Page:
The Wine Curmudgeon, of course. There I am, on page 20 of the current issue of Meininger’s Wine Business International, a German-based trade magazine, quoted in a story discussing the popularity of sweet red wines. And how do we know this is a big deal? Because the magazine costs €20 – about US$25. I don’t waste my time being quoted in those cheap $5 and $10 magazines.
It’s an interesting story, though not quite as thorough as the piece I wrote for Beverage Media. It gives credit for the sweet wine movement in the U.S. to the regional wine business, and specifically to Texas’ Llano Estacado. I don’t know that Llano is the only regional winery that had something to do with this (St. James in Missouri, Oliver in Indiana and Duplin in North Carolina, among many others, come to mind), but it’s intriguing that a European publication recognizes the role of the regional business.
More, after the jump:
The other interesting bit? That E&J Gallo, which does Apothic and the Barefoot sweet red, has launched a sweet red called Summer Red in the United Kingdom. One analyst said it had done well at trade tastings, where retailers and restaurants sample wines, but has yet to make much of an impact with consumers. If Gallo convinces Europeans to drink sweet red wine, the wailing and whining from the rest of the industry will be heard for miles and miles and miles.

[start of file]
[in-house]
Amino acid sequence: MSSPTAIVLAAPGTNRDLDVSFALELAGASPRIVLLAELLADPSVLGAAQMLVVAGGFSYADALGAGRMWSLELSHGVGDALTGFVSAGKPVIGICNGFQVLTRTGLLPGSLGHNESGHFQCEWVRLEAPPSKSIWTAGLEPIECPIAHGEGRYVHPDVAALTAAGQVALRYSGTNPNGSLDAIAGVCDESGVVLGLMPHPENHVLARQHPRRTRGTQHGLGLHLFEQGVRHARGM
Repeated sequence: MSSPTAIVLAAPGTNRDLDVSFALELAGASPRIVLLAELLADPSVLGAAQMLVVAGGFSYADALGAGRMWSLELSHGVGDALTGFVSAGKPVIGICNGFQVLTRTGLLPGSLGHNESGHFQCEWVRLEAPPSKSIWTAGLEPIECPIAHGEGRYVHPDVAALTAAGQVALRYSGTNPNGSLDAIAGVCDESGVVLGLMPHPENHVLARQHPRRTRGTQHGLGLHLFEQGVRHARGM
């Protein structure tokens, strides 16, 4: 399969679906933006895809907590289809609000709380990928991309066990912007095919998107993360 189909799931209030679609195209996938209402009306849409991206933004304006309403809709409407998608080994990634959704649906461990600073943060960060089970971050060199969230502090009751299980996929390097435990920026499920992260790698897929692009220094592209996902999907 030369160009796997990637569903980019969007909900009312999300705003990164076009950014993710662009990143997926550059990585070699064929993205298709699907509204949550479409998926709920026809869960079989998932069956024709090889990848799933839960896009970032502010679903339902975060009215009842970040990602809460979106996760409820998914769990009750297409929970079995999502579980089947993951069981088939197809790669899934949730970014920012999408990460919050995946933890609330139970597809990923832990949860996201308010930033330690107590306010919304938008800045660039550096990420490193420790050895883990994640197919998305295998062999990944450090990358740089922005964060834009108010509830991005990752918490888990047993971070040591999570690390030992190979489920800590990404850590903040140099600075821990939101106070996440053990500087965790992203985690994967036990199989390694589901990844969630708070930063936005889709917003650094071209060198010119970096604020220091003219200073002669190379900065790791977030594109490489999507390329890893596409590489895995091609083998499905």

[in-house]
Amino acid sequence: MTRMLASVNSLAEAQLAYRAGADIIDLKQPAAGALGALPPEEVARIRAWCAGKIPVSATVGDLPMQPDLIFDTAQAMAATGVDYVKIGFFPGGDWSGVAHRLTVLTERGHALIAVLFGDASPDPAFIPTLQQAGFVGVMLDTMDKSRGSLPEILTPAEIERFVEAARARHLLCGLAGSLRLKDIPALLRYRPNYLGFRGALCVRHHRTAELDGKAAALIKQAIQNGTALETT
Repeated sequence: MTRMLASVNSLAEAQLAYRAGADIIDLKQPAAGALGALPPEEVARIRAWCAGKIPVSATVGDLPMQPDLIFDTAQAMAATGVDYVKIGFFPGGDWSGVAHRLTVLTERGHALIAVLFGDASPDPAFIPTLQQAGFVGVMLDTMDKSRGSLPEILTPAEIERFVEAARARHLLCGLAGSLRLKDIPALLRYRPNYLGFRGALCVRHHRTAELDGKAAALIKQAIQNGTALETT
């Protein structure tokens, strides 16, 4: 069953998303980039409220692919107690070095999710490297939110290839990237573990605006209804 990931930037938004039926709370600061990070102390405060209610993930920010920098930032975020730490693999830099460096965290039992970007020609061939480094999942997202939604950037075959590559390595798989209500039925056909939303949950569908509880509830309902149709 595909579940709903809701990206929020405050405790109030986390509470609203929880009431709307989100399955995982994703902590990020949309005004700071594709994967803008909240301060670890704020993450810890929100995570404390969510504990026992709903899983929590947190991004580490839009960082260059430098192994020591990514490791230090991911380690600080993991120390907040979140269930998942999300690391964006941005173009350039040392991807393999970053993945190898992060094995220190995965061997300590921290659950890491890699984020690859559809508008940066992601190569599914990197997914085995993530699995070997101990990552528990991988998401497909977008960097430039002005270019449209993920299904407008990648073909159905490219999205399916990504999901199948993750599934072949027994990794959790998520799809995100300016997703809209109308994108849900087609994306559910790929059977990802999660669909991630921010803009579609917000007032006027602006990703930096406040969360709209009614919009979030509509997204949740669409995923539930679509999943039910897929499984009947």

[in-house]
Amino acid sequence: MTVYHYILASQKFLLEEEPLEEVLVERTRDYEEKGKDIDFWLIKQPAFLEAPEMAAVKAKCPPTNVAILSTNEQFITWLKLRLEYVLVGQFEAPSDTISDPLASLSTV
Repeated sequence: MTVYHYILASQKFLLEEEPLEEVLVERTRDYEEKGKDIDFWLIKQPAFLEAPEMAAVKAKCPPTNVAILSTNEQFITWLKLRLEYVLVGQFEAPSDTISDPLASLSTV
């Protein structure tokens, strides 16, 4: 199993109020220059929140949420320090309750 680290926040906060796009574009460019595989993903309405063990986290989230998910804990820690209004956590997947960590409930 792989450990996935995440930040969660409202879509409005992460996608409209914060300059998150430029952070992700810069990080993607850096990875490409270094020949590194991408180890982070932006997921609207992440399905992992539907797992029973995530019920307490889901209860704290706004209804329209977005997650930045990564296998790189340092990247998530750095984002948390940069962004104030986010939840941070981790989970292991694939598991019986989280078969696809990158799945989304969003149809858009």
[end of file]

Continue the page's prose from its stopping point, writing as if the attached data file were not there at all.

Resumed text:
Finally, a shout-out to my pal Dave McIntyre, who co-founded DrinkLocalWine and is the wine columnist for the Washington Post. This issue of Meininger’s lists the most influential wine critics in the world, and Dave made it (with a picture, too). The story quotes a wine industry insider saying that “one write-up from him can generate as many sales as The New York Times.”
This raises one of those metaphysical questions that drive me crazy: How is it that a German magazine can figure out the quality of work that Dave and I do, but that we can’t get our phone calls returned when we’re trying to raise awareness and money for DLW?